The Sistine Chapel is one of the world's top artistic tourist destinations, but though it receives millions of visitors a year, there are many secrets most people don't know.
As it happens with all the major tourist destinations, there are countless stories about the Sistine Chapel (some fake, others real). This Renaissance wonder commissioned to Michelangelo is surrounded by all kinds of stories, from tales about the artwork hiding secret Pagan, to anonymous artists, censorship, and many other facts, but there’s still so much about the Sistine Chapel that remains a secret for many.
1. Originally known as Cappella Magna, devoted to the Virgin Mary, the Chapel was named after Pope Sixtus IV, who ordered its restoration between 1475 and 1481.
2. Michelangelo created his famous frescoes between 1508 and 1512.
3. It’s considered to be the Pope’s private chapel and, as described in the Old Testament, it has the exact same dimensions as King Solomon’s Temple.
4. Michelangelo wasn’t happy when he was commissioned to paint it, since he preferred doing sculptures. However, the ceiling and the "Last Judgement" are his most celebrated works.
5. Pope Sixtus IV also commissioned some frescoes to Sandro Botticelli, Domenico Ghirlandaio, and Pietro Perugino, among other artists from the time.
6. To paint the ceiling, Michelangelo built his own innovative scaffold, which allowed him to paint more comfortably. Contrary to what most people think, he didn’t paint lying down, and he had plenty of space to do it in a standing position.
7. Michelangelo was the very first artist to give God a physical appearance, giving us the most common, human-like image of God with his muscular physiognomy and long white beard, similar to that of the Roman God, Jupiter.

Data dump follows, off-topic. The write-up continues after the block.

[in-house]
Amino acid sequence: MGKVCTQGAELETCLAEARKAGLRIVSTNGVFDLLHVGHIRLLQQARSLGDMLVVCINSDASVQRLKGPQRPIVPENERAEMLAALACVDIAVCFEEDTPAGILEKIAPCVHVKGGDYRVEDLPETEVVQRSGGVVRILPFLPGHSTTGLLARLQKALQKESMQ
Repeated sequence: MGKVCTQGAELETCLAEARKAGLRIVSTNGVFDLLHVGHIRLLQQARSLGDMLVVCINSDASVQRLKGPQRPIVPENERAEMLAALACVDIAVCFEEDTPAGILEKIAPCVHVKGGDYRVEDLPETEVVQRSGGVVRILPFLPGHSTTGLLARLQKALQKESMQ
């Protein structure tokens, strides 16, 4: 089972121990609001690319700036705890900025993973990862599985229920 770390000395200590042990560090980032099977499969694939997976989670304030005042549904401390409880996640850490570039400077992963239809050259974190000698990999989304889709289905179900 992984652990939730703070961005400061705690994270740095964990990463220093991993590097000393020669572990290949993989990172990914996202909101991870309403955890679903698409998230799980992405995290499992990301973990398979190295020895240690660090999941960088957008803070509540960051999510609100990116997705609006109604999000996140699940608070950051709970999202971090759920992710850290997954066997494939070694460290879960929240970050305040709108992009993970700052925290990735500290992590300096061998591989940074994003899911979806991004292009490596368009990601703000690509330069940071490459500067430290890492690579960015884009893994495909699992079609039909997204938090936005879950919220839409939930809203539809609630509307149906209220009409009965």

8. The "Last Judgement" piece was deliberately done with a different perspective so that it looks threateningly to the spectator.
9. Michelangelo gave us an iconic, less Orthodox image of Jesus Christ. In his work, he appears as a young muscular man, without a beard. He appears as an energetic and wrathful being, which contrasts with canonical images of him as a merciful man.
10. Since 1870, the Sistine Chapel has been the site of the papal conclave; that is, the process during which cardinals elect a new Pope.
11. Underneath the "Last Judgment," there’s a hall known as the “Room of Tears,” where, according to legend, the recently elected popes burst in tears out of excitement after being given the title.
12. There’s a permanent chorus called Schola Cantorum that has original pieces only they can perform. Among them, the most famous one is “Miserere” by Gregorio Allegri.
13. In one of the latest restorations during the nineties, art experts were able to fully appreciate and analyze Michelangelo’s techniques and how, as he commented on his own writings, using his scaffold ended up damaging his back.